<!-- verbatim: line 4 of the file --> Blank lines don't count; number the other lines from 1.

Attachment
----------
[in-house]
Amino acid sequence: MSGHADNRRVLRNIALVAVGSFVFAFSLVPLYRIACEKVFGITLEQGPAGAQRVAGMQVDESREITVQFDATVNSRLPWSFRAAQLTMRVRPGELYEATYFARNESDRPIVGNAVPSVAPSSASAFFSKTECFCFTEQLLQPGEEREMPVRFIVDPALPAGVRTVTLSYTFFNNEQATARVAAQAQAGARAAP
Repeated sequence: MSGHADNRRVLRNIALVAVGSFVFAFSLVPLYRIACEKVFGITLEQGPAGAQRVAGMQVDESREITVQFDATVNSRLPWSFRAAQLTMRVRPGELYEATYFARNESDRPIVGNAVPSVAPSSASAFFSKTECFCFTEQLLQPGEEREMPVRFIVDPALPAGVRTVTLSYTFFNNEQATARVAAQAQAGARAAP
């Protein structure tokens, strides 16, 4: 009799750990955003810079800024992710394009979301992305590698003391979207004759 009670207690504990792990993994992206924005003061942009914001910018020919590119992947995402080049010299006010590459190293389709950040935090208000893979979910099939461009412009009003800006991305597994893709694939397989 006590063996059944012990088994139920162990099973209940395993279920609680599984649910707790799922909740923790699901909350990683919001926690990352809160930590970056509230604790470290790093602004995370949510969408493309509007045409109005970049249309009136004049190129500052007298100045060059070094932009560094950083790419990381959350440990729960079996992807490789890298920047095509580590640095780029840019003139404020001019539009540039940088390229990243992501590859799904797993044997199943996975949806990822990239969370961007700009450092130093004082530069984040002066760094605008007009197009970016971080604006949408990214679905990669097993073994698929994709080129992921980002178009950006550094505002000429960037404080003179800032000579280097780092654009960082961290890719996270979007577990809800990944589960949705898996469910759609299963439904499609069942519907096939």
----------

């Protein structure tokens, strides 16, 4: 009799750990955003810079800024992710394009979301992305590698003391979207004759 009670207690504990792990993994992206924005003061942009914001910018020919590119992947995402080049010299006010590459190293389709950040935090208000893979979910099939461009412009009003800006991305597994893709694939397989 006590063996059944012990088994139920162990099973209940395993279920609680599984649910707790799922909740923790699901909350990683919001926690990352809160930590970056509230604790470290790093602004995370949510969408493309509007045409109005970049249309009136004049190129500052007298100045060059070094932009560094950083790419990381959350440990729960079996992807490789890298920047095509580590640095780029840019003139404020001019539009540039940088390229990243992501590859799904797993044997199943996975949806990822990239969370961007700009450092130093004082530069984040002066760094605008007009197009970016971080604006949408990214679905990669097993073994698929994709080129992921980002178009950006550094505002000429960037404080003179800032000579280097780092654009960082961290890719996270979007577990809800990944589960949705898996469910759609299963439904499609069942519907096939």